Paula is an intern in the External Relations Department, helping tell Action Against Hunger’s story across multiple channels.
A Year After Crisis in the Sahel, Key Challenges Remain
Since the 2012 hunger crisis in the Sahel region of West Africa, conditions have improved but an estimated 11.3 million people remain threatened by hunger and 1.5 million are at risk of acute malnutrition. International support for the humanitarian response has been unprecedented but remains insufficient.
In 2012, 18 million people in the Sahel faced life-threatening food shortages brought on by drought, poverty, and drastic food price increases. The humanitarian community’s scale-up and response to the crisis led to the treatment of over 925,000 children for severe acute malnutrition (SAM), 85,000 of whom were treated by Action Against Hunger’s teams. Over the past year, the rains and harvests have improved but hunger in the Sahel region is still a major concern for us.
Millions still at risk
11.3 million people currently living with food insecurity in the Sahel are close to entering a period of famine. In addition to the millions of people who are food insecure, 1.5 million children under the age of five are at severe risk of malnutrition. More than 600,000 refugees and about 444,000 internally displaced people (IDPs), who have fled unstable northern Nigeria and Mali, are in need of assistance. According to UNICEF thousands of children suffering from undernutrition have been admitted to health centers across the Sahel. Without sufficient support for the summer lean season, a period of low harvest due to poor rainfall, the needs of very poor and vulnerable households, in particular, will increase in coming months.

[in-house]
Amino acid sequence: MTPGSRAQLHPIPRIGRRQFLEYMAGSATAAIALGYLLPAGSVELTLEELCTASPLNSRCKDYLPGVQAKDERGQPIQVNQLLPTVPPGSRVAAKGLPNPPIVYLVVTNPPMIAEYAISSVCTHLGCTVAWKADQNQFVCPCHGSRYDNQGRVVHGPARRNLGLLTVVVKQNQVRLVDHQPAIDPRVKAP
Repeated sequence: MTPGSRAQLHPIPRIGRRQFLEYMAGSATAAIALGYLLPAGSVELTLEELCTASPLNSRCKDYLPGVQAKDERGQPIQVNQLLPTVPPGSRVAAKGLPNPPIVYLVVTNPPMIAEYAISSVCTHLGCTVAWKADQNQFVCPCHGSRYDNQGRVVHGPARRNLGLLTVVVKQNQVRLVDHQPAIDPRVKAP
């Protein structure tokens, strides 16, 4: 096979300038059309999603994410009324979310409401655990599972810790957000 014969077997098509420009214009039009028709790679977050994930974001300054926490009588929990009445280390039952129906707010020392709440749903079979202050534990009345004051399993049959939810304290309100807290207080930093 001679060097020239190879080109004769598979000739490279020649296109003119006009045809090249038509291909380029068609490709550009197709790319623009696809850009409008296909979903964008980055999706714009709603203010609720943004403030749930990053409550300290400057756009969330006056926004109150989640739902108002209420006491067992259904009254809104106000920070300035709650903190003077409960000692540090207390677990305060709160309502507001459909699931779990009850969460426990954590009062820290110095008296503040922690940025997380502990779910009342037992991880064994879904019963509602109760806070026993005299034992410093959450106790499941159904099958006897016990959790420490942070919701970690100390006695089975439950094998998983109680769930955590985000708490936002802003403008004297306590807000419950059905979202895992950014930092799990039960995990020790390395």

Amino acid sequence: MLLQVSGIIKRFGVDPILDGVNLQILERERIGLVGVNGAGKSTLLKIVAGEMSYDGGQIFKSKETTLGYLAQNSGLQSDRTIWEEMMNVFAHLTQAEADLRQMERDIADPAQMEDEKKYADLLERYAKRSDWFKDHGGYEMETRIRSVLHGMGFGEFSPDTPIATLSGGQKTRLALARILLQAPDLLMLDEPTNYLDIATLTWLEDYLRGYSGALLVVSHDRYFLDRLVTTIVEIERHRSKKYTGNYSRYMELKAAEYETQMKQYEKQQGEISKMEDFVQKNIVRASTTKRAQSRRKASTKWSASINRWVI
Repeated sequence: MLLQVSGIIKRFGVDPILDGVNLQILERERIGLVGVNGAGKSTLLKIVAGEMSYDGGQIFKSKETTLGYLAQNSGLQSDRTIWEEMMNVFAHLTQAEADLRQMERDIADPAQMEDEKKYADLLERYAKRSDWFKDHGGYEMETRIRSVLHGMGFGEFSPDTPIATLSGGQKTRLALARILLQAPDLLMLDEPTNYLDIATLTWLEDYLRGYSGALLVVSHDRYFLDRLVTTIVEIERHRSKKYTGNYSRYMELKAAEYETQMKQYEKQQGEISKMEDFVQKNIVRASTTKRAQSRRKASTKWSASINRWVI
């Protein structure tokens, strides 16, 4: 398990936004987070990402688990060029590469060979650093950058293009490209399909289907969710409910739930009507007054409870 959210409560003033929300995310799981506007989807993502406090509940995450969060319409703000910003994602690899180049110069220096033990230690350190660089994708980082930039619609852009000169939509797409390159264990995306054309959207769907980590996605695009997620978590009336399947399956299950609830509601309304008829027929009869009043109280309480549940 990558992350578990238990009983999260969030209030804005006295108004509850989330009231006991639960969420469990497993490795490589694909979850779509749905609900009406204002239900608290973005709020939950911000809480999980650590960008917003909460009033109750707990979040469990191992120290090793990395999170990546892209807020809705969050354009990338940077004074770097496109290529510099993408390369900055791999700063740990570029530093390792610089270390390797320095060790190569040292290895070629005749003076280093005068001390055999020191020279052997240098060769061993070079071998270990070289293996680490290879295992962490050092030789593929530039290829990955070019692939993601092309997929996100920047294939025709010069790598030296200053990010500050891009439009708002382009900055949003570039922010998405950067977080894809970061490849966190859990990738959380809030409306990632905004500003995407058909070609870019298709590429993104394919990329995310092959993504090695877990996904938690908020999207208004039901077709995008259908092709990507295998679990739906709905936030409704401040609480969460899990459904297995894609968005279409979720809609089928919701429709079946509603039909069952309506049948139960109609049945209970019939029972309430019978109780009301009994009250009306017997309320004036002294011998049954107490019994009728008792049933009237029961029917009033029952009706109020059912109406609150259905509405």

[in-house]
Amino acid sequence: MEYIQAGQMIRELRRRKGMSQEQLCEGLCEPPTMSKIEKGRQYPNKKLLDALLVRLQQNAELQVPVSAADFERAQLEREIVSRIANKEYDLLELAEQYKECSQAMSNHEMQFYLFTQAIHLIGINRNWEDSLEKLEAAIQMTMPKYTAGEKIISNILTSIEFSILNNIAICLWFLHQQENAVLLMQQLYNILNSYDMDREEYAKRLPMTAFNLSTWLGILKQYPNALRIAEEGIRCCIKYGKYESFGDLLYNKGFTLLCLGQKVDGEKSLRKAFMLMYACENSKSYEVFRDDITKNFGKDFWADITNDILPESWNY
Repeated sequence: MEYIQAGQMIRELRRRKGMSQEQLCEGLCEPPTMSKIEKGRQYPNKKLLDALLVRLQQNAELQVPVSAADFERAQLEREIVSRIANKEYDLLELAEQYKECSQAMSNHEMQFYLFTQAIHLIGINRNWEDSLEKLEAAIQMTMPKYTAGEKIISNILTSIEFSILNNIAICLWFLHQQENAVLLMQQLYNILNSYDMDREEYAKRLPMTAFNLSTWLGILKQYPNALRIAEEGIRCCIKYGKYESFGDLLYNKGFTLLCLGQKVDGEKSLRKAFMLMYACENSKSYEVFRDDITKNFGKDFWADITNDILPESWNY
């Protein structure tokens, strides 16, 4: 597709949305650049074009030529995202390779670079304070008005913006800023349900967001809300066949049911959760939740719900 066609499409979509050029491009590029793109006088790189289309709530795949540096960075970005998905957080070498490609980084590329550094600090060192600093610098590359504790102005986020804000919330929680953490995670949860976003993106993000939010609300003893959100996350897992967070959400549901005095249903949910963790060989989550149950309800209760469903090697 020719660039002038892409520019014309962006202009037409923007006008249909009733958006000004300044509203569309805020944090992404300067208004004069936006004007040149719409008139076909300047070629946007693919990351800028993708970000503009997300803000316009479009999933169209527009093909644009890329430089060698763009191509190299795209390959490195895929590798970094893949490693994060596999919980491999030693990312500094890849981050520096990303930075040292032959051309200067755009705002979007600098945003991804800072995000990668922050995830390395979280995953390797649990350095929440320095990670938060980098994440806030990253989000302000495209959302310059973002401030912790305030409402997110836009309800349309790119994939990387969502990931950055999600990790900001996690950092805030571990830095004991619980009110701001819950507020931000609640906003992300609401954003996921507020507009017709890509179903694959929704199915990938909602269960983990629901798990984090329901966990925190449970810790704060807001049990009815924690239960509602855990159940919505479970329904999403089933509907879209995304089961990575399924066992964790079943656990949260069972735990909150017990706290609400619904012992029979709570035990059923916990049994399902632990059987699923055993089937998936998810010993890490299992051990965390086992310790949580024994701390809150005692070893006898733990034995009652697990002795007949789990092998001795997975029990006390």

Despite the outpouring of international support following the Sahel crisis, funding for long-term and emergency programs remains inadequate. The United Nations Consolidated appeal has only netted 36% of the funds needed. Breaking this down by sector, only 32% of nutrition, 25% of health, and 11% of water and sanitation funding needs have been met.
“The response from the international community and governments in the region before the crisis of 2012 was unprecedented but even today, 11.3 million people need urgent assistance and tens of millions live in a situation of permanent vulnerability. We need to maintain and build on the progress that was made last year, and do more to help people prepare to cope with and recover from the diverse and recurrent strokes affecting the Sahel region.”
—Anais Lafite, West Africa Regional Representative, Action Against Hunger
Increased funding is crucial to the 2013 Sahel humanitarian response. Food access remains a major issue. Basic food prices have remained above average for the past five years in many parts of the region, which negatively impacts families who depend on markets to meet most of their food needs. Floods in northern Nigeria, provider of 50% of the region’s cereal, have had a major impact on the production, distribution, and pricing of food.
In order to expand the humanitarian response, long-term investments must be made into programs that address the root causes of malnutrition and vulnerability. That’s exactly what we’re doing. Action Against Hunger will continue to work hard to meet the immediate and longer-term needs of the Sahel’s population.
Tell Us What You Think
Does the response in the Sahel over the past year exceed or fall below your expectations? Why or why not?